April 24, 2019LAPEER — Most of us wouldn't equate a stint in jail with good health, but for those battling addiction, that incongruence is reality—one that Sheriff Scott McKenna hears about all the time.
Once they're away from the source of their addiction—alcohol, heroin and other opioids—inmates say they feel better than they have in years even though they're locked away behind bars.
McKenna hopes to take that good health a step further with a new program recently launched at the Lapeer County Jail aimed at reducing recidivism by breaking the addiction cycle.
In a press conference last Wednesday, McKenna and Jail Administrator Lt. Duane Englehart and Corrections Deputy Joe Davis discussed their collaboration with Lapeer County Community Mental Health (CMH), Hamilton Community Health Network (Hamilton) and the Lapeer County Health Department which includes the administration of the drug Vivitrol to inmates who volunteer to participate in the program.
"In this day and age when we're looking at addiction, we realize that what we're doing isn't working," McKenna said. "Locking people up isn't working. We said 'let's think outside the box and find a better way to help people."
The "better way" the department is now employing includes monthly injections of Vivitrol to inmates who've requested to participate in the program. Vivitrol, said Dr. Jaspreet Mann of Hamilton, blocks the pleasure receptors in the brain—diminishing the "high" created by alcohol and opioids—and reduces cravings for same.
Sheriff Scott McKenna kicks off press conference last Wednesday.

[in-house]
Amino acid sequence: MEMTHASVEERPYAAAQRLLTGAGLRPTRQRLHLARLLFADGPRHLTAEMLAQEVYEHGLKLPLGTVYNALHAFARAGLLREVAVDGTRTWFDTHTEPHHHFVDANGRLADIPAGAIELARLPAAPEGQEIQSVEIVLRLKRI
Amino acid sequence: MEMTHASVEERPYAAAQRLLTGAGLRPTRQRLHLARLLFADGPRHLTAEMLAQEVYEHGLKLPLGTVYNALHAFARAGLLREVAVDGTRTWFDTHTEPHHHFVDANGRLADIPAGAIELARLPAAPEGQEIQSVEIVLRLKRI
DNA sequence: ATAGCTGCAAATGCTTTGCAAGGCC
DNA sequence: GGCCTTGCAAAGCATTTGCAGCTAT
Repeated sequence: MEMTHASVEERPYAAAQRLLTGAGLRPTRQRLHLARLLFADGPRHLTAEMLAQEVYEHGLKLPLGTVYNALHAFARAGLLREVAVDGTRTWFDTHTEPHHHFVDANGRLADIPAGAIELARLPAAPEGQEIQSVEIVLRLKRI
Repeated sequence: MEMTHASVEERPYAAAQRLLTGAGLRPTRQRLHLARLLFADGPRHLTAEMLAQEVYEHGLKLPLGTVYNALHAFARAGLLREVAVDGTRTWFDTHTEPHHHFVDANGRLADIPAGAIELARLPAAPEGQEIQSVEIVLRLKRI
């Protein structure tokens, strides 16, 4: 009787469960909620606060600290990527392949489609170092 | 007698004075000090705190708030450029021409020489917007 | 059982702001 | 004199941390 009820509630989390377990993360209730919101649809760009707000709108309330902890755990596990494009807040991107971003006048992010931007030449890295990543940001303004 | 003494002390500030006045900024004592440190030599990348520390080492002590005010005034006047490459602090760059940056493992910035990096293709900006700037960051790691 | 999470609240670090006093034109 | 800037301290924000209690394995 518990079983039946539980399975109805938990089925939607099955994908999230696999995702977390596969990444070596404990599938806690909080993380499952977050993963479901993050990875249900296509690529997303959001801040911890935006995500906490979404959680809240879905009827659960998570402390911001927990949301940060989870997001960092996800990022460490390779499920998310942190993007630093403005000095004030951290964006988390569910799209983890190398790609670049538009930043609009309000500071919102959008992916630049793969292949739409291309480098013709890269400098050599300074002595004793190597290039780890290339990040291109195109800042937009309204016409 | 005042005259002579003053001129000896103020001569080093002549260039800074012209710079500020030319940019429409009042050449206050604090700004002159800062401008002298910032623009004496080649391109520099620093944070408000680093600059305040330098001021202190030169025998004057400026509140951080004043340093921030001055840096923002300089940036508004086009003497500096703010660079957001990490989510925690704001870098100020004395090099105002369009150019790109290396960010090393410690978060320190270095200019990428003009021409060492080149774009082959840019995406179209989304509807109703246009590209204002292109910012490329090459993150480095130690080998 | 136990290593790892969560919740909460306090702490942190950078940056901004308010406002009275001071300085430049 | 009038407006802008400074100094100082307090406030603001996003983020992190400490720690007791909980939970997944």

Participant inmates must submit to counselling, and physical and mental health assessments before being approved for the program. A follow up plan is also put into place before inmates are released back into their communities.
"There are a lot of good people in our jail," McKenna said. "Seventy to 75-percent of the (jail) population when they get out, they're living in Lapeer County. These are our neighbors...If we have one, or three or five successes (with the Vivitrol program), I'm good with that."
Vivitrol doesn't come cheap. Each injection costs about $1,000, McKenna says. Undeterred, McKenna met with the drug's manufacturer who agreed to provide the first injection for participating inmates at no charge. After that, patients are enrolled in programs at Hamilton, LCMH and signed up for Medicaid.
Corrections Deputy Joe Davis said the Vivitrol program offers a way out of the addiction cycle for those who urgently want a change.
"For the guy who says 'I need help, I want to get out of here and I want to get better,' Vivitrol is the key to the toolbox of recovery," he said.
Davis reiterates that Vivitrol is just one component when it comes to breaking the addiction cycle. The support from CMH and Hamilton is also key.
"We're putting a program together where we don't fail them," he said.
Participants are encouraged to continue the injections and counselling for a minimum of 18 months.
Jail Administrator Lt. Duane Englehart is enthusiastic about the Vivitrol program, and the 14 others currently offered at the jail. He credits staff, deputies and the Sheriff and Undersheriff Jeremy Howe with implementing programs that get results.
"We have inmates who have completed their diploma, are in college, and who don't have to look behind them any more," he says.
The positive results also show themselves in other surprising ways, McKenna added.
Englehart and Davis both have been surprised by former inmates who've greeted them with gratitude and hugs while they've been out and about in Lapeer County.
"This is better than what we've been doing for years," McKenna said.
Lapeer County Jail Nurse Rhonda Lomerson and CMH/Jail clinician Danielle Giles also participated in the April 17 press conference.
Catherine Minolli is Managing Editor of the Tri-City Times. She began as a freelance writer with the Times in 1994. She enjoys the country life, including raising ducks and chickens.